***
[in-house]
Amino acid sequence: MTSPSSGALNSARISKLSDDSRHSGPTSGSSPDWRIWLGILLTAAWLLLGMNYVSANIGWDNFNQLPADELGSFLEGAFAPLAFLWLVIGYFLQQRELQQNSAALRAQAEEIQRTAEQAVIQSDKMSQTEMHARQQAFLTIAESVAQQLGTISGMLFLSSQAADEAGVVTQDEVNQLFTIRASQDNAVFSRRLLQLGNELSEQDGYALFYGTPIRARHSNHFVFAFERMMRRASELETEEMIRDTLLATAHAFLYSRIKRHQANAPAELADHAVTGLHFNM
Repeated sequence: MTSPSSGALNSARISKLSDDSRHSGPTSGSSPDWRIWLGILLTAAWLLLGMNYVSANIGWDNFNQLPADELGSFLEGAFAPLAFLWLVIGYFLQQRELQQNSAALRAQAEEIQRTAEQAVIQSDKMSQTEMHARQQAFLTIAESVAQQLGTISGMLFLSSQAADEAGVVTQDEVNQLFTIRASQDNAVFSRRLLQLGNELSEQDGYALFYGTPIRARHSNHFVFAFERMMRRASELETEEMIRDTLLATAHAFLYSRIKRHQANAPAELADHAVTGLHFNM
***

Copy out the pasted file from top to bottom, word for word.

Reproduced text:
[in-house]
Amino acid sequence: MTSPSSGALNSARISKLSDDSRHSGPTSGSSPDWRIWLGILLTAAWLLLGMNYVSANIGWDNFNQLPADELGSFLEGAFAPLAFLWLVIGYFLQQRELQQNSAALRAQAEEIQRTAEQAVIQSDKMSQTEMHARQQAFLTIAESVAQQLGTISGMLFLSSQAADEAGVVTQDEVNQLFTIRASQDNAVFSRRLLQLGNELSEQDGYALFYGTPIRARHSNHFVFAFERMMRRASELETEEMIRDTLLATAHAFLYSRIKRHQANAPAELADHAVTGLHFNM
Repeated sequence: MTSPSSGALNSARISKLSDDSRHSGPTSGSSPDWRIWLGILLTAAWLLLGMNYVSANIGWDNFNQLPADELGSFLEGAFAPLAFLWLVIGYFLQQRELQQNSAALRAQAEEIQRTAEQAVIQSDKMSQTEMHARQQAFLTIAESVAQQLGTISGMLFLSSQAADEAGVVTQDEVNQLFTIRASQDNAVFSRRLLQLGNELSEQDGYALFYGTPIRARHSNHFVFAFERMMRRASELETEEMIRDTLLATAHAFLYSRIKRHQANAPAELADHAVTGLHFNM